It has to be a forever thing. It has to be something that we both commit to a through and through B. I want you to know that my job is not to make you happy. And I want you to know that your job is to not make me happy. I want us to have the freedom to work on ourselves, because happiness is supposedly something that comes from within. It's not something you can bring out of somebody. It's not something you can make somebody do. You can't make them be happy. You, you know, you could do things that might put a smile on their face, uh, once in a while. But, uh, and I found for me personally, like it's working in the sense of like that pressure's off. I, my job is not to make her happy. She has the freedom to grow as a human being learn and, uh, tap into her own happiness and vice versa.
Malvin Young (00:35:26):
And I think that by me working on myself, I potentially make things more better for her and vice versa. Um, but I, and think that's why now, in retrospect, when I look back, I'm just wondering, what are the expectations? People are setting on each other when they get into these relationships at the very beginning. And I know you're seeing that when it's unfolding at the very end, but do you ever hear what some of those expectations are like, and maybe there are some trends into what type of expectations people are setting on each other when they first get together?
Bev Lewis (00:36:03):
Well, I, I hear a lot of clients through my divorce business say, um, he doesn't make me happy or she doesn't make me happy anymore. So that's a very good point. Um, it's, it's not my job to make my husband happy. It's not my husband's job to make me happy. But as a collective, we have to have those conversations when, when w we have a low time, right? Because it's, again, every, every relationship is going to have struggles. So how are we going to deal with those struggles? And there is, um, some component to having that commitment. Like you're saying that you, you committed to your wife before you, um, before you, or while you were married, or while you were together, that this was going to be a forever thing in today's world with the fast pace. And the, I want everything right now, and you know, I'm not going to wait for anything.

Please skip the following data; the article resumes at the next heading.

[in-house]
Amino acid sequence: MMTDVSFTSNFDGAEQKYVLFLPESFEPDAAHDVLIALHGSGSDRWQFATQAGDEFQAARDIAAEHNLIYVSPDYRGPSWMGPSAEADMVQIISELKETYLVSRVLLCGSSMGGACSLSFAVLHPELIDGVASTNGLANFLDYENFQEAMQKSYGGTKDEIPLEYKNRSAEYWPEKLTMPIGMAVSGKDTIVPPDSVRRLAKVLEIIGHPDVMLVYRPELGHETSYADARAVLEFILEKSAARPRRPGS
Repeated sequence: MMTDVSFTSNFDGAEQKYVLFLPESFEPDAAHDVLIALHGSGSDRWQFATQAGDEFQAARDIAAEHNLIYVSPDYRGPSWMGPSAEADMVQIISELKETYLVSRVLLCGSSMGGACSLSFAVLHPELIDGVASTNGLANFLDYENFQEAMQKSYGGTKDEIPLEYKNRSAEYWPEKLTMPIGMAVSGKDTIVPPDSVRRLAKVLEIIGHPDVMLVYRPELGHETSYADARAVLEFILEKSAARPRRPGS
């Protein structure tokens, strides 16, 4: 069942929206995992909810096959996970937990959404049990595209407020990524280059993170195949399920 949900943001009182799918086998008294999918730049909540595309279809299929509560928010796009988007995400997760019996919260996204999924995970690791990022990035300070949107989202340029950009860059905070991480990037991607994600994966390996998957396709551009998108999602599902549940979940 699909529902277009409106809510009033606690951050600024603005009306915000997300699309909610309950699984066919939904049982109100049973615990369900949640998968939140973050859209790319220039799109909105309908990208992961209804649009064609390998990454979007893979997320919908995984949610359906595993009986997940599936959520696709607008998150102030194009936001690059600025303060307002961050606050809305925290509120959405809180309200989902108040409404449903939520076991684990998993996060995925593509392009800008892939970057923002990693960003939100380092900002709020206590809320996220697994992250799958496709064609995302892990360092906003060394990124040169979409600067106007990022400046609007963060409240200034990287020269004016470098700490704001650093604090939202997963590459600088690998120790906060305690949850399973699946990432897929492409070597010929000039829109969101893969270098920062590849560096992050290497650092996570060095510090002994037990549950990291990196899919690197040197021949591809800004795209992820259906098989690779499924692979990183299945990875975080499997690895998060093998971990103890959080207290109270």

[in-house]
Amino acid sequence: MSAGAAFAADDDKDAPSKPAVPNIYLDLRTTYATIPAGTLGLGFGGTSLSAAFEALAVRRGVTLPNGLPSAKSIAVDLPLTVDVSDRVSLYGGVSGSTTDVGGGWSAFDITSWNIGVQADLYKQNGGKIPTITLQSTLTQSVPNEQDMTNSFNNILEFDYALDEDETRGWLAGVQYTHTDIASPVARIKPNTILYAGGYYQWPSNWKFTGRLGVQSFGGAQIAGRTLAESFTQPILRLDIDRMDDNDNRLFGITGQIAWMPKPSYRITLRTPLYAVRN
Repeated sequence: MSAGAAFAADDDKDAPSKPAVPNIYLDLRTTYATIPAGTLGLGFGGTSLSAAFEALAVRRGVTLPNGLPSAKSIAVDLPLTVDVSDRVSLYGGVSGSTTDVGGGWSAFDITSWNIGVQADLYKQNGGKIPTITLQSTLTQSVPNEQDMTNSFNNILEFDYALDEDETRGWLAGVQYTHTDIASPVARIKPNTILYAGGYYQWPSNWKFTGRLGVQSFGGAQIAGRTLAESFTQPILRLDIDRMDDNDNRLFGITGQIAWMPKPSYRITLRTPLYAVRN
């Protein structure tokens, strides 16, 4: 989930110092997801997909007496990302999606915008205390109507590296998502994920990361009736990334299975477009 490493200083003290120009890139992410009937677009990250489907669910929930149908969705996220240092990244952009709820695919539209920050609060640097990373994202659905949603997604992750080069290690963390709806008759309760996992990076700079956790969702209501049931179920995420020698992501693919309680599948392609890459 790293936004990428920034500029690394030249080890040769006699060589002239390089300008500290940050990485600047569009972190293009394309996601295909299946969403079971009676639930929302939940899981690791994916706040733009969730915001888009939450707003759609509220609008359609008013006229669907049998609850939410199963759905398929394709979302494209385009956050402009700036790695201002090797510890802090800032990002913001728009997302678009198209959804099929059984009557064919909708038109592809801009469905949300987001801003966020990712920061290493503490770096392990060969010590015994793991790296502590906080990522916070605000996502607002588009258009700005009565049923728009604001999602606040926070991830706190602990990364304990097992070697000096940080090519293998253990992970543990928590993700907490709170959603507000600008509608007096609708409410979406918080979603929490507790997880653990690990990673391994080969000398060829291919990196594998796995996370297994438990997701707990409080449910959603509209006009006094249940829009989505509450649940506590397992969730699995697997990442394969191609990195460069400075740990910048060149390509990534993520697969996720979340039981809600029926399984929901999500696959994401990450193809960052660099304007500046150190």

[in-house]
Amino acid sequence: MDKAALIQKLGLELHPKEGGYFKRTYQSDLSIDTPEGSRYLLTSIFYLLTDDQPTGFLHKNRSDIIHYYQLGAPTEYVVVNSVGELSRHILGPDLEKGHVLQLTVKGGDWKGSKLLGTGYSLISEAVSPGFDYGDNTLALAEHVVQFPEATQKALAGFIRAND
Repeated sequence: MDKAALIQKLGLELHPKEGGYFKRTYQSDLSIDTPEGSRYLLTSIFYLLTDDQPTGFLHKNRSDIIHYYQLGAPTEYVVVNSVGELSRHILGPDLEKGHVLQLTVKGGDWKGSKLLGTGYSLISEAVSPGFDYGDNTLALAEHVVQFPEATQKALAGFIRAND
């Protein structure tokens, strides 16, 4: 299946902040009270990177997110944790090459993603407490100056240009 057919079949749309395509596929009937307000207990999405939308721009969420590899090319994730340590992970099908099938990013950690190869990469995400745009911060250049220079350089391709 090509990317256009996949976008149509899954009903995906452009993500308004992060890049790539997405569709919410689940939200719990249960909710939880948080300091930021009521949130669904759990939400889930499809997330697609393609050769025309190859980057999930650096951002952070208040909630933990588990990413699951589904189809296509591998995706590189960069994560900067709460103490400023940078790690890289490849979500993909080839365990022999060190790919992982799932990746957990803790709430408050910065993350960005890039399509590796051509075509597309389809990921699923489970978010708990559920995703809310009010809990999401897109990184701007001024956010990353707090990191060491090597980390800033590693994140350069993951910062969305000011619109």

Bev Lewis (00:37:08):
So if you're not making me happy, I'm going to go find somebody that is going to make me happy. Um, you know, you, you have to kind of say, well, good luck to you because that's not your partner's job to make you happy. Uh, but it's, it's interesting because yeah, a lot of my clients are, are saying the same thing. We've, we've grown apart. And that's, that's what happened to my first husband. And I, we just grew apart. There wasn't anything that either one of us did wrong, really. Um, our, we just didn't fit together anymore. And, but, but yeah, the probably the number one issue that I see coming through my practice is that she, she does make, make me happier. He doesn't make me happy. And so now I have found somebody that's going to make me happy and, you know, a new partner, um, uh, an affair, that kind of thing, where it's still new and you still have those new feelings and, you know, they last for a year or so. And then they're going to be right back into the, into the crux of the relationship. And, um, I was doing some coaching with somebody a while back, and they said, where you, wherever you go, you will be there. So if you're leaving a relationship because it's not working and you go into another relationship, well, you're going to be there if you're leaving a town, because you don't like the community, the new town that you're going to go to, you're going to be there.
Malvin Young (00:38:58):
Bev Lewis (00:38:59):
You need to work on yourself, not expect everybody else around you to change.
Malvin Young (00:39:04):